Publication Type:Book Chapter
Source:A special issue devoted to base metal and gold metallogeny at regional, camp, and deposit scales in the Abitibi greenstone belt, Economic Geology Publishing Company, Lancaster, PA, United States, Volume 103, p.1269-1284 (2008)
Keywords:Abitibi Belt, bulk density, Canada, Canadian Shield, copper ores, cores, crust, density, eastern canada, emplacement, faults, genesis, geodynamics, grabens, igneous rocks, intrusions, KOMATIITE, lava, lava flows, lithification, magmas, mechanism, metal ores, mineralization, nickel ores, nickel sulfides, North America, Ontario, outcrops, peperite, physical properties, platinum ores, reconstruction, rheology, sills, strength, sulfides, superior province, systems, textures, volcanic rocks, zinc ores
The density and the tectonic stresses in the deep crust and the physical properties of komatiitic magmas determine the level to which they will rise, but once in the near-surface environment, the density and rheology of the near-surface rocks (consolidated and dense lava flows and sedimentary rocks versus unconsolidated sedimentary or volcaniclastic deposits) govern whether they will be emplaced as lava flows, invasive flows, or sills. Where near-surface strata are competent (i.e., flow-dominated or consolidated sedimentary and/or volcaniclastic successions), komatiitic magma erupts as flows that form extensive lava shields (e.g., Kambalda). However, where near-surface strata are not competent (i.e., unconsolidated volcaniclastic- and/or sediment-dominated successions), komatiitic magmas typically are emplaced as high-level sills that increase the bulk density of the volcano-sedimentary pile and eventually allow the eruption of lava and the construction of complex sub-volcanic-volcanic lava shields (e.g., Dundonald and Shaw dome, Abitibi belt; Raglan, Cape Smith belt; Pechenga, Kola Peninsula; Thompson Ni belt, Manitoba). The latter environment is illustrated in the volcano-sedimentary succession in Dundonald Township, which is only weakly metamorphosed and deformed and superbly exposed in glacially polished outcrops. The volcano-sedimentary succession in this area comprises (from base to top) (1) the McIntosh formation, composed of a succession of pillowed and massive intermediate volcanic flows; (2) the Dundonald formation, composed of a lower section of komatiite sills, argillites, and felsic volcaniclastic deposits and an upper section of komatiite flows, komatiitic sills, and pillowed intermediate volcanic flows; and (3) the Frederick House Lake formation, composed of massive and pillowed mafic flows. The distribution and thickness of argillites and felsic volcaniclastic rocks define a synvolcanic graben in which the Dundonald South and Alexo Ni-Cu-(PGE) deposits occur within the center and the margin, respectively. Sills and peperites in the lower komatiitic succession at Dundonald Beach exhibit a multigenerational emplacement history recording progressive lithification and increases in the bulk density and rheological strength of the unconsolidated argillites, which ultimately permitted the eruption of lavas at Alexo. Importantly, the nature of the near-surface rocks also influences the localization of Ni-Cu-(PGE) deposits. In lava shields (e.g., Kambalda), the initial eruptions are typically most voluminous and, if erupted at sufficient flow rates, form channelized flows conducive to thermomechanical erosion of sulfur-rich footwall rocks. In sub-volcanic-volcanic lava shields, however, channelized units may occur within the subvolcanic plumbing system and/or within overlying lavas. Where only sills are channelized (e.g., Thompson), mineralization will occur only within the subvolcanic environment; where only the flows are channelized (e.g., Damba-Silwane, Zimbabwe), mineralization will occur only within the volcanic environment. Where both sills and lava flows are channelized (e.g., Dundonald, Shaw dome, Raglan), the distribution of the mineralization is more diverse and may occur as subsea- or sea-floor Ni-Cu-(PGE) deposits.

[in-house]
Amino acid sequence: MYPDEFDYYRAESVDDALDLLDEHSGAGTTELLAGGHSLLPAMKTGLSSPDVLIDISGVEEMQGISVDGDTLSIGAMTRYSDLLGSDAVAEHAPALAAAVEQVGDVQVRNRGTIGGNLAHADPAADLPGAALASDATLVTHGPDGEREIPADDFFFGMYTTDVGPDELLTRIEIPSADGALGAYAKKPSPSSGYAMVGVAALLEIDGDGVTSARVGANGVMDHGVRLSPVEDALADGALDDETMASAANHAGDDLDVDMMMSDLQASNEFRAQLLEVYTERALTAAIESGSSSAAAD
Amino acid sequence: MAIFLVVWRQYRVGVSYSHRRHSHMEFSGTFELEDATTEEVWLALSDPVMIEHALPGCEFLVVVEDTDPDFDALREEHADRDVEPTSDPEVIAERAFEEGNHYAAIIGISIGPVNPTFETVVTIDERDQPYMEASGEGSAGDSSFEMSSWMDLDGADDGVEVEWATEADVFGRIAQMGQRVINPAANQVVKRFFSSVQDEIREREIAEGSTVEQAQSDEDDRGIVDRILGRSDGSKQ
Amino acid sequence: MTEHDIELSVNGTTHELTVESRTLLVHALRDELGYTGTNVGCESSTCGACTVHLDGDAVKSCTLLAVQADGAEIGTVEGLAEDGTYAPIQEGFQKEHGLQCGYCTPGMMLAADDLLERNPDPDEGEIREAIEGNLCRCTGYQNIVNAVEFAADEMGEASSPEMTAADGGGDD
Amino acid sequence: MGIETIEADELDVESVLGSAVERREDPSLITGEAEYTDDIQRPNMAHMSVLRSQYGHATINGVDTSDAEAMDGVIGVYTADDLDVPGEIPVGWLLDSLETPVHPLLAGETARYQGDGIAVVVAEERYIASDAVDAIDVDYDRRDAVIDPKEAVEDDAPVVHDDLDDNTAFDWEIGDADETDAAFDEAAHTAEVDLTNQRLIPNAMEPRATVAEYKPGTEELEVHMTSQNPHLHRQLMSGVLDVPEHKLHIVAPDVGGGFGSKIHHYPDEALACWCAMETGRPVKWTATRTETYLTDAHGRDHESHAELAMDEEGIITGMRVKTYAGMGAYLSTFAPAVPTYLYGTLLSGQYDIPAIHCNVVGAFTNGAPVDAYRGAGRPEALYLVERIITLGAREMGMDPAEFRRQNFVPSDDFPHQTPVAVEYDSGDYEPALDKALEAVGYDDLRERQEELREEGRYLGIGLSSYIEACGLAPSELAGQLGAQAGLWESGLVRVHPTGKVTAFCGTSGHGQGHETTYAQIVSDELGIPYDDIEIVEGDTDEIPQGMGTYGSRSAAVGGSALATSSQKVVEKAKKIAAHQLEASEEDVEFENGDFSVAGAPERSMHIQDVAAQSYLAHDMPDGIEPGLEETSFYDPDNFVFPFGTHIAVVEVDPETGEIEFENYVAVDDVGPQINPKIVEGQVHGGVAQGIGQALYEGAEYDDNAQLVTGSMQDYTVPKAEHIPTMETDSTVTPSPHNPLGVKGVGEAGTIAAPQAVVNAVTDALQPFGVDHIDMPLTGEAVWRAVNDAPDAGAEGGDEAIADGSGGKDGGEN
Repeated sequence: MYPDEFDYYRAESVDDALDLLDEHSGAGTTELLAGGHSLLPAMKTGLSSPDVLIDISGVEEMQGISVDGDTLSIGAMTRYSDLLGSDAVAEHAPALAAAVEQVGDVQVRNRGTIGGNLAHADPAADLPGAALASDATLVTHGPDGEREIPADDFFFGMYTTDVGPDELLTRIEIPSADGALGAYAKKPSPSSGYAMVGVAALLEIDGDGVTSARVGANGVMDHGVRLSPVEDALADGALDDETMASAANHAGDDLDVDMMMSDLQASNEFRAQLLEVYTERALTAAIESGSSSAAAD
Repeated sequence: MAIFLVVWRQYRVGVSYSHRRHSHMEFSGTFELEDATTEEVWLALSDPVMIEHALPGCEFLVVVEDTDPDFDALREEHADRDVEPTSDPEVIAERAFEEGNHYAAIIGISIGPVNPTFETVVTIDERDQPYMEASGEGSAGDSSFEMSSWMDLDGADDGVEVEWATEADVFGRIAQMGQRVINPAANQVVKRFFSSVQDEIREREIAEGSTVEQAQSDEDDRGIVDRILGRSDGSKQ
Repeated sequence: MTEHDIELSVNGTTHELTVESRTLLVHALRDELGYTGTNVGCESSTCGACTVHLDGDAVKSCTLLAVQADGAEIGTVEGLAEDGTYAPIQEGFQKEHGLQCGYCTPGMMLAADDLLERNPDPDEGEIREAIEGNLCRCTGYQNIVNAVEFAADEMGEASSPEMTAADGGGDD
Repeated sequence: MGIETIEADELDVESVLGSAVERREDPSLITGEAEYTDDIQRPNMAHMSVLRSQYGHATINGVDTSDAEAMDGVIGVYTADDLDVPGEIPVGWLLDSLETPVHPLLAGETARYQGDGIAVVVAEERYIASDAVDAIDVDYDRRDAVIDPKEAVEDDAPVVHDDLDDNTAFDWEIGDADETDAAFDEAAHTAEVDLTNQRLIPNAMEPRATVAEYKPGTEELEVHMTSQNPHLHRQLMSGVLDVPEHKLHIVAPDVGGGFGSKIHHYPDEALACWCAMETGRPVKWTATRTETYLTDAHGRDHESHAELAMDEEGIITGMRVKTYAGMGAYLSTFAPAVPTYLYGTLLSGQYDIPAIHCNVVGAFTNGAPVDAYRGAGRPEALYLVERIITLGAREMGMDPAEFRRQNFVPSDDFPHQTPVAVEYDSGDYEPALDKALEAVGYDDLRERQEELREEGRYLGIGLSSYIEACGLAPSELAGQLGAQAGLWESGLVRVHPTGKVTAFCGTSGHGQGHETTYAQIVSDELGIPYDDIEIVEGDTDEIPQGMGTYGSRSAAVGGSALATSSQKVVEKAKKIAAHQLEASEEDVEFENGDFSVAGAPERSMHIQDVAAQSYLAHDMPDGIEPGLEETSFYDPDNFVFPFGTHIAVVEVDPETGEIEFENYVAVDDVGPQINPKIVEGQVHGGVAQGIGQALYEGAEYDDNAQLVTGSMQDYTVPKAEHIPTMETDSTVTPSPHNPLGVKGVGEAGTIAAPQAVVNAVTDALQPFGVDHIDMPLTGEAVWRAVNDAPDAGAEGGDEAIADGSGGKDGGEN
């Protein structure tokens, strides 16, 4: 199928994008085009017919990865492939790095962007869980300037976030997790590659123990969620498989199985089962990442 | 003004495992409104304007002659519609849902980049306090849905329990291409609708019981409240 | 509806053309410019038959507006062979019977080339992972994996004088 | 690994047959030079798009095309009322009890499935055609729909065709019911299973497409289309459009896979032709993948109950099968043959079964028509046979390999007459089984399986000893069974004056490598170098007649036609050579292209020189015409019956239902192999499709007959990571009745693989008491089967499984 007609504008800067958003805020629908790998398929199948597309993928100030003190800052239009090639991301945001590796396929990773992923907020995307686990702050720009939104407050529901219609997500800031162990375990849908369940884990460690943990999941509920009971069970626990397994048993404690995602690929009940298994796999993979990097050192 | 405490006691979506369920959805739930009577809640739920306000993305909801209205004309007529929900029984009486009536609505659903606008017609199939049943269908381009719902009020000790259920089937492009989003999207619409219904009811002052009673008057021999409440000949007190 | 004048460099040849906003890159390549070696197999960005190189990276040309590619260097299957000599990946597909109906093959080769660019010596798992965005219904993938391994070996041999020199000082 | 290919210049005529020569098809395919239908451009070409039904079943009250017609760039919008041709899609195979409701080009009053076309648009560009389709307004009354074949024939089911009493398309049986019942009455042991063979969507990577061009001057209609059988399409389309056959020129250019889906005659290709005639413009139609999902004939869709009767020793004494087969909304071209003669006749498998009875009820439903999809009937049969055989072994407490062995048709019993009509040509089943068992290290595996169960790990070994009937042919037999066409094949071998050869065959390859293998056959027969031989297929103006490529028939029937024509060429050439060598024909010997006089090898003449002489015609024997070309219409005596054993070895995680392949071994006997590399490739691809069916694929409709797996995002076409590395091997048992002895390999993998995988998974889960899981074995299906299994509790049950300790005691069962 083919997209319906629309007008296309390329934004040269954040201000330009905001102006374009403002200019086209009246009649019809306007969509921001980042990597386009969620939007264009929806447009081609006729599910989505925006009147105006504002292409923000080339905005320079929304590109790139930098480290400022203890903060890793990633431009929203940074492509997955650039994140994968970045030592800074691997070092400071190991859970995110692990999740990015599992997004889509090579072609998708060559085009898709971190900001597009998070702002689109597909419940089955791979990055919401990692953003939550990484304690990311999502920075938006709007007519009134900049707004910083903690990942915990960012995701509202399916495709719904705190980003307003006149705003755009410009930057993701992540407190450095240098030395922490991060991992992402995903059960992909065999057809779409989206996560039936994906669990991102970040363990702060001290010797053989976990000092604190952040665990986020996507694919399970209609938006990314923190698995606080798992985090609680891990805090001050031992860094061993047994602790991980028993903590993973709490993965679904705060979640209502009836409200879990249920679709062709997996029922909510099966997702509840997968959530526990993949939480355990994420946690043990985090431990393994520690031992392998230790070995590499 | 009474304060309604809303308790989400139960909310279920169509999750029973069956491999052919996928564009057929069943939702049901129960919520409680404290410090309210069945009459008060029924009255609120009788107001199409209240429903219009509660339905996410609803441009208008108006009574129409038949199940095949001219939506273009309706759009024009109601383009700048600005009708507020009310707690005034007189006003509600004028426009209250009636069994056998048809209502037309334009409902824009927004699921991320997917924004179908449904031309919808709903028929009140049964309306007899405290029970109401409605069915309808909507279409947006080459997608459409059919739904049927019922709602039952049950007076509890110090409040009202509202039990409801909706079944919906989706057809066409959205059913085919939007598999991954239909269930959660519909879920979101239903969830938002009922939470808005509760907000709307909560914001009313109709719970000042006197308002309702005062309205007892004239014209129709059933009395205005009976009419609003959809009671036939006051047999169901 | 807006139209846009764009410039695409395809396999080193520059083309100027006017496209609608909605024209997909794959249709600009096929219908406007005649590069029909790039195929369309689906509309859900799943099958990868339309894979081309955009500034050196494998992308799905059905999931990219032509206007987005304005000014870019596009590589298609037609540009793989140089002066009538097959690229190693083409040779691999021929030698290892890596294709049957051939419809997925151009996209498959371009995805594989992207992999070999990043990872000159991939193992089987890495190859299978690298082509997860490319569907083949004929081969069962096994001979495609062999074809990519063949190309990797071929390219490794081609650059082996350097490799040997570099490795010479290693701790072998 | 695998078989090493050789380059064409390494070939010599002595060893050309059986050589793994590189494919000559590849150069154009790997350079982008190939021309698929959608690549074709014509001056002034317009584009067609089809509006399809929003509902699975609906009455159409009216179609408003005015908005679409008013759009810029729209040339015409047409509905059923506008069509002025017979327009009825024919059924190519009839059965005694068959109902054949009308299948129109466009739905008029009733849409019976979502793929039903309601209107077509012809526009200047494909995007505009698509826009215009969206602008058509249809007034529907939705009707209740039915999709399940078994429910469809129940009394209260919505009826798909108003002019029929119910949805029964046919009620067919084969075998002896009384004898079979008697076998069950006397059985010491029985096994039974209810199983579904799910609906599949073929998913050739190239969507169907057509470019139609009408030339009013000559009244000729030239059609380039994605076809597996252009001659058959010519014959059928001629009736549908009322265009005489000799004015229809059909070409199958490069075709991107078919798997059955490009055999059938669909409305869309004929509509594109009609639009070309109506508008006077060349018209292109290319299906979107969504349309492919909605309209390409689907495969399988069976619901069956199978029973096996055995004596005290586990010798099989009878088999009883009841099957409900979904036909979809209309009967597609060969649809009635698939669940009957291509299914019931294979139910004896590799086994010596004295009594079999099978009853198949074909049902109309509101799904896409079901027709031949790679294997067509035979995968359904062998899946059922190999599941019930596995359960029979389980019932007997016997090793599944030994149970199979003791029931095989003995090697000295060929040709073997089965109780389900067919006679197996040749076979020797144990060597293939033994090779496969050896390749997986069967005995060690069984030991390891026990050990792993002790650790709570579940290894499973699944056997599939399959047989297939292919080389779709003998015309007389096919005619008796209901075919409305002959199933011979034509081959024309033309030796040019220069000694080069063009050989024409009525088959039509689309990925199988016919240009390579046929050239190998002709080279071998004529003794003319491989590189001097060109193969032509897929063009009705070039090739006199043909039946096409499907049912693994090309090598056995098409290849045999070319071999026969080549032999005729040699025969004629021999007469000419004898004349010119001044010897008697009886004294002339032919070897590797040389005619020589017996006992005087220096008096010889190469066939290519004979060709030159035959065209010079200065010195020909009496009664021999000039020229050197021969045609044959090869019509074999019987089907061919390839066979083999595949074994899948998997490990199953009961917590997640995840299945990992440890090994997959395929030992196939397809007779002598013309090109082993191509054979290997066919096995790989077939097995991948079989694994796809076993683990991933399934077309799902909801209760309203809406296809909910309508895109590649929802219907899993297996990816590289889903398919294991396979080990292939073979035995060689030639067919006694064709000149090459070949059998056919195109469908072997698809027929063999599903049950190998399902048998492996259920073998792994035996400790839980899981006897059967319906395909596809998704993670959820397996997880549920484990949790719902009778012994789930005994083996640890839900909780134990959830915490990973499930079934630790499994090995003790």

GeoRef, Copyright 2018, American Geological Institute.<br/>2009-020489<br/>Dundonald Beach<br/>Dundonald Formation<br/>Frederick House Lake Formation<br/>McIntosh Formation